Thursday, December 15, 2011

What not to do at a Holiday Work Party

1) List All The Ways You Hate Your Job
Do prepare an elevator pitch. Do not detail everything that's wrong with the company.
2) Show Too Much Skin
Do try to look nice. Do not mistake vulgar for sexy.
3) Get Sloppy Drunk
Do relax and have fun. Do not drink more than you can handle.
4) Make A Rambling, Incoherent Toast
Do make a toast to up your visibility. Do not ramble on and bore or offend those gathered.
5) Bring An Ill-Advised Date
Do bring your partner, if invited. Do not bring someone you don't trust to be professional.
6) Get Grabby On The Dance Floor
Do let your hair down. Do not make any outrageous displays on the dance floor.
7) Start A Fight
Do mingle. Do not throw any punches.
8) Do Your Comedy Routine
Do lighten the mood with calculated humor. Do not go into your late-night comedy routine.
9) Ask The Big Boss What they 'Really' Does All Day
Do introduce yourself to your boss's boss. Do not ask too-personal, critical or rude questions.
10) Be Creepy And Suggestive
Do try to network with those you don't often work with. Do not flirt, hit on or suggestively touch anyone.

Copied from Forbes Magazine.

Tuesday, September 20, 2011

I blew it!

Is there a worse feeling than leaving an interview knowing that you blew it? Especially in today’s economy, where good job opportunities seem to be running scarce.

Majority of the time, the interviewee will look back at a critical mistake as something they said to the interviewer, which could be true. The principal issue in many interviews is almost as basic as brushing your teeth: Candidates ignore how they are conveying themselves non-verbally. One wrong cue could stick out to an employer and ultimately have you cut from the hiring process. Follow these do’s and Don’ts before your next interview and you might leave with a job offer.

• Rub or touch your nose. Not only is it grotesque, many bosses have been trained that this is a lying technique.
• Slouch back in your seat. It seems like an obvious one, but if you are flowing with good verbal answers, sometimes your body gets too relaxed.
• Cross your legs and shake your foot. It shows that you are nervous and uncomfortable.
• Sit with your arms folded. That is the ultimate sign of hostility.
• Rub the back of your head or neck. Some interviewers take this as a sign of disinterest.

• Sit up straight and slightly lean forward. The lean shows admiration and agreement with the interviewer and suggests that you are willing to interact.
• Make thorough eye contact. It shows you are confident. If there are multiple people in the room, make sure to spread the wealth.
• Nod and make positive gestures. It shows enthusiasm.
• Limit your use of cologne and/or perfume. It could cause a headache and some people are allergic to it.
• Smile while standing up, even on a phone interview. Studies show that standing leads to your level of attentiveness.

Thursday, September 15, 2011

4 Ways To Get The Most Out Of Your Network

How many times do you hear the phrase ‘It is not about what you know, but who you know.’ A few people take that phrase to heart when they are jobless, seeking out everyone and anyone. In the mean time, most of the unemployed sector ends up scouring online for jobs for hours at a time, and usually have their resumes thrown on the bottom of a pile. It is time for you to take charge of your job search and follow these four networking tips.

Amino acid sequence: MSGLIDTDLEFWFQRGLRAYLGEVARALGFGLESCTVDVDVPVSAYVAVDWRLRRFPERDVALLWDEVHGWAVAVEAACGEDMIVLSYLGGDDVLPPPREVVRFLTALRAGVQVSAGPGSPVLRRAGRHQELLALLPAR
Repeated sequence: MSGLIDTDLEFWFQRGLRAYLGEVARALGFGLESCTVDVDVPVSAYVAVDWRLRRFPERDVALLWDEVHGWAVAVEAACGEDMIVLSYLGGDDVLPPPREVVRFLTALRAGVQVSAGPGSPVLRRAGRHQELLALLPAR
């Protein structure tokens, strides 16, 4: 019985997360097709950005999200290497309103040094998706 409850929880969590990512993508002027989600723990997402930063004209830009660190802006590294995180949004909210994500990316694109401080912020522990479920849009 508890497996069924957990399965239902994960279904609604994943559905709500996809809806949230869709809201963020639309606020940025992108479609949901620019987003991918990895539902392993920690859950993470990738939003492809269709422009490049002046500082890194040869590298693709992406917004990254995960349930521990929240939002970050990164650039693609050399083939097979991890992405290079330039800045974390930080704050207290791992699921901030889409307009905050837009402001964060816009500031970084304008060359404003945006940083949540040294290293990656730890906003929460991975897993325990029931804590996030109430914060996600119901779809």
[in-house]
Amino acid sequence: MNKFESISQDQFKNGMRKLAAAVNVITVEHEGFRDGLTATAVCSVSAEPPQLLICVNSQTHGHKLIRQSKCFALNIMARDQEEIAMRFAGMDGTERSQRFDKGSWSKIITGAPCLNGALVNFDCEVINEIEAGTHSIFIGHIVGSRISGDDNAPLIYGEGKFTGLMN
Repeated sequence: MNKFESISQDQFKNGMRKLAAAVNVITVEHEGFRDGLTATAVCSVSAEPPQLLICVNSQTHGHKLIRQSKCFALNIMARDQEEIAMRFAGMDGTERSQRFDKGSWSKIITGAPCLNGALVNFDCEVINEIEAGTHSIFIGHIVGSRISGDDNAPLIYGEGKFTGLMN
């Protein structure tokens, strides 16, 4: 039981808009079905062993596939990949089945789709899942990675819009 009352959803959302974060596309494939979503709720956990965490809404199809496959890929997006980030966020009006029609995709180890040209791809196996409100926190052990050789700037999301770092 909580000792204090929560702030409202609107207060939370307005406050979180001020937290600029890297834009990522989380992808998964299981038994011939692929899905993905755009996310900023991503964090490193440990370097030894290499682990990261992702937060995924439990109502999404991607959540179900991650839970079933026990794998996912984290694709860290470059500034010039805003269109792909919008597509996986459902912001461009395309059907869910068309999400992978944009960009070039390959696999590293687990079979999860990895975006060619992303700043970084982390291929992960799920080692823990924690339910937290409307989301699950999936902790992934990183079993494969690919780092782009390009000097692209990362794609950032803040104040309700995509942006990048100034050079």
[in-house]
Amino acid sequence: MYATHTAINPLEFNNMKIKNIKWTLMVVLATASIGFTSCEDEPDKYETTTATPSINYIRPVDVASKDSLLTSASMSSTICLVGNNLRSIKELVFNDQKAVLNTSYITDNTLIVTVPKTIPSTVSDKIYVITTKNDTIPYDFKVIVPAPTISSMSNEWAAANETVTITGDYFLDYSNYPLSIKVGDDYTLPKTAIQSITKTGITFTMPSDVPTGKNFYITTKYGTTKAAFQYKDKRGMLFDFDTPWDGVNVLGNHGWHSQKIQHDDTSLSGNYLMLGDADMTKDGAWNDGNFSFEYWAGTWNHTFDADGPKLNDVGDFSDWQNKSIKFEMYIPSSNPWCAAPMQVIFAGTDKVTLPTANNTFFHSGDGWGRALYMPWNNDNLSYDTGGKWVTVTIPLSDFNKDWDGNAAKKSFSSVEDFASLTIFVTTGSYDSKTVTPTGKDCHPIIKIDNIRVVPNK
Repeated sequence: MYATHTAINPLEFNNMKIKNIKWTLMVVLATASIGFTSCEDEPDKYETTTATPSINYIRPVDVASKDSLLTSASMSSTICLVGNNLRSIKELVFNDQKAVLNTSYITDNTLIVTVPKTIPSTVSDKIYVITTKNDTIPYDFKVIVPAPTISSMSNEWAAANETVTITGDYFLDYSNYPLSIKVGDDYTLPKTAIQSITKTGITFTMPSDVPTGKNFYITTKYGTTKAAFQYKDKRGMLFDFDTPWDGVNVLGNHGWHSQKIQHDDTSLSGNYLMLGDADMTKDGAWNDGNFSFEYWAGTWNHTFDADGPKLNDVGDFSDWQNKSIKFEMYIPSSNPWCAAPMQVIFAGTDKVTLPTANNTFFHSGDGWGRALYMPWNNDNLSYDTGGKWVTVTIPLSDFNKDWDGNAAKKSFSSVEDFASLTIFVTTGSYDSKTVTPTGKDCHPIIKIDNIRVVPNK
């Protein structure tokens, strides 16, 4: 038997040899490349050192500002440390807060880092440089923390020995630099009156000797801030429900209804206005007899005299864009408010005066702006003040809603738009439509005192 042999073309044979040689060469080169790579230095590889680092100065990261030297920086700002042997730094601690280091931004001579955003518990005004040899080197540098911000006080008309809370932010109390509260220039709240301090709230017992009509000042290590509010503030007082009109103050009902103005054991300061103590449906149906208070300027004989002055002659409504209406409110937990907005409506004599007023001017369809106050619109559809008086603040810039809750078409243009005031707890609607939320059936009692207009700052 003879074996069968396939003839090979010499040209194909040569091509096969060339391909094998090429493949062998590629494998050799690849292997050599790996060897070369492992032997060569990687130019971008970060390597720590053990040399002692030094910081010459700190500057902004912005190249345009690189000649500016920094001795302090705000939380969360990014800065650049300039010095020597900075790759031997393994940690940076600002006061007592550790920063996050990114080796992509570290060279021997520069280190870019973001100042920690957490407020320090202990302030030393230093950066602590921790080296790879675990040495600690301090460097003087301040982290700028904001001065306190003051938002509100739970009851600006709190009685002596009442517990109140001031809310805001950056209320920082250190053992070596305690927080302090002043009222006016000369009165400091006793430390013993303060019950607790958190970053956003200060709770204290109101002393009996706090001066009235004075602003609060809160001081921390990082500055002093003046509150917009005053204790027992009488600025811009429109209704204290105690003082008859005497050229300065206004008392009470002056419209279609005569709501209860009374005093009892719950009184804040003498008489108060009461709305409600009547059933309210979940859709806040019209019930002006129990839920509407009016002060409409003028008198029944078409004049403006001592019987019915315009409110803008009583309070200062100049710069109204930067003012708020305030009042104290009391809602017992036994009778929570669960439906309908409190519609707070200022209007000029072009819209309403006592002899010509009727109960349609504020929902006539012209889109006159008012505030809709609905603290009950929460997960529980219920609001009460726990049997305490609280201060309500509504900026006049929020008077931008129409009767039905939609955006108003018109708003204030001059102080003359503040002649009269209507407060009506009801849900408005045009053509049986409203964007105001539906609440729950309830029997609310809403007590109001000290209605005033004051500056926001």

1) You Know More People Than You Think
Just contacting your immediate connections isn’t good enough if you are truly serious about finding the right job. Neighbors, old friends from high school and college, your church, the gym, your sibling’s best friends, even your old friendly landlord. Everyone needs to be taken into consideration. Facebook and LinkedIn can be used as tools to organize a list. Even if these people aren’t directly in your desired field, more often than not, they will know of someone who may be able to help you out. Don’t be embarrassed to reach out either. Most people like helping out and giving advice; it makes them feel important.

2) Get Your References In Check
Never ever use a friend as a reference. Employers will laugh at your feeble attempt to get a person to say something good about you. A professional reference should be someone who enjoys your personality but can also vouch on your resume, abilities and track record. Explain to them your current situation, your new goals and ask them for their support. Many times these references are the ones who end up finding you a gig. It is your responsibility to keep them informed on any potential interviews and/or phone calls they may receive. Even if you go on an interview and don’t land the job, still thank your references.

3) The Fun Part: Reaching Out
After you have organized and compiled your list, it is time to start putting your network into action. Before contacting anyone you need to set clear goals as to what kind of job you are looking for. And also don’t rush into your ‘job need’ with a contact. Take the adequate time whether it is in person or over email to do the proper catching up. Once you start networking never utter the phrase “Let me know if you hear of anything.” That is too generic of a request and people in your network will forget about you. Tell the said person that you are looking for a position, be detailed on the kind of job you want and finally ask them if they know anyone in your chosen field.